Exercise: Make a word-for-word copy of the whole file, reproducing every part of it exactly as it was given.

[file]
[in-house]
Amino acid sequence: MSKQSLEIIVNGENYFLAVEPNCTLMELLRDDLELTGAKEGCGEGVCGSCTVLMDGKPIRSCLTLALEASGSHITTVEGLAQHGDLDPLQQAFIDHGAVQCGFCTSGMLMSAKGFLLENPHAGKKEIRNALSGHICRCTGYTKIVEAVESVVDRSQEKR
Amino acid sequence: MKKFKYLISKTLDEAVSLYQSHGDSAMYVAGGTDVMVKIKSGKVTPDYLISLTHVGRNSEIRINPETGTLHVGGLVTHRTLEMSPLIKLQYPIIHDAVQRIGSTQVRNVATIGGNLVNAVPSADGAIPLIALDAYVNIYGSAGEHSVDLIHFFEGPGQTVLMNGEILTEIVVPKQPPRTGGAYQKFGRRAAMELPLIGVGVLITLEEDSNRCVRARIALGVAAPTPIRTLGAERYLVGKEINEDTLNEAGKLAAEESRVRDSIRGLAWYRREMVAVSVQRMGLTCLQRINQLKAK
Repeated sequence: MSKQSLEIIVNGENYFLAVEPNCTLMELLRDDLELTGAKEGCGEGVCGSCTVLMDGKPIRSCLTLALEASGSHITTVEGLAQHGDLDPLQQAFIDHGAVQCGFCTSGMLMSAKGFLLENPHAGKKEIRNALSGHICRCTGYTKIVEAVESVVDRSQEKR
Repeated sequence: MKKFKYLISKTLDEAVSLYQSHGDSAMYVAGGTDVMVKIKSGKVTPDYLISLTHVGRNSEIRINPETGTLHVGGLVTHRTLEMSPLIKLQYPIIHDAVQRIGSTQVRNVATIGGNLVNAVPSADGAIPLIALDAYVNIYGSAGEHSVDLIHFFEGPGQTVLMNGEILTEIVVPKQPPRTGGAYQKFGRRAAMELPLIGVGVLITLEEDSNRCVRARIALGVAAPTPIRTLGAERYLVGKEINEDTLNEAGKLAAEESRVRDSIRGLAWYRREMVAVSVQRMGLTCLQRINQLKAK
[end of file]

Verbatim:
[in-house]
Amino acid sequence: MSKQSLEIIVNGENYFLAVEPNCTLMELLRDDLELTGAKEGCGEGVCGSCTVLMDGKPIRSCLTLALEASGSHITTVEGLAQHGDLDPLQQAFIDHGAVQCGFCTSGMLMSAKGFLLENPHAGKKEIRNALSGHICRCTGYTKIVEAVESVVDRSQEKR
Amino acid sequence: MKKFKYLISKTLDEAVSLYQSHGDSAMYVAGGTDVMVKIKSGKVTPDYLISLTHVGRNSEIRINPETGTLHVGGLVTHRTLEMSPLIKLQYPIIHDAVQRIGSTQVRNVATIGGNLVNAVPSADGAIPLIALDAYVNIYGSAGEHSVDLIHFFEGPGQTVLMNGEILTEIVVPKQPPRTGGAYQKFGRRAAMELPLIGVGVLITLEEDSNRCVRARIALGVAAPTPIRTLGAERYLVGKEINEDTLNEAGKLAAEESRVRDSIRGLAWYRREMVAVSVQRMGLTCLQRINQLKAK
Repeated sequence: MSKQSLEIIVNGENYFLAVEPNCTLMELLRDDLELTGAKEGCGEGVCGSCTVLMDGKPIRSCLTLALEASGSHITTVEGLAQHGDLDPLQQAFIDHGAVQCGFCTSGMLMSAKGFLLENPHAGKKEIRNALSGHICRCTGYTKIVEAVESVVDRSQEKR
Repeated sequence: MKKFKYLISKTLDEAVSLYQSHGDSAMYVAGGTDVMVKIKSGKVTPDYLISLTHVGRNSEIRINPETGTLHVGGLVTHRTLEMSPLIKLQYPIIHDAVQRIGSTQVRNVATIGGNLVNAVPSADGAIPLIALDAYVNIYGSAGEHSVDLIHFFEGPGQTVLMNGEILTEIVVPKQPPRTGGAYQKFGRRAAMELPLIGVGVLITLEEDSNRCVRARIALGVAAPTPIRTLGAERYLVGKEINEDTLNEAGKLAAEESRVRDSIRGLAWYRREMVAVSVQRMGLTCLQRINQLKAK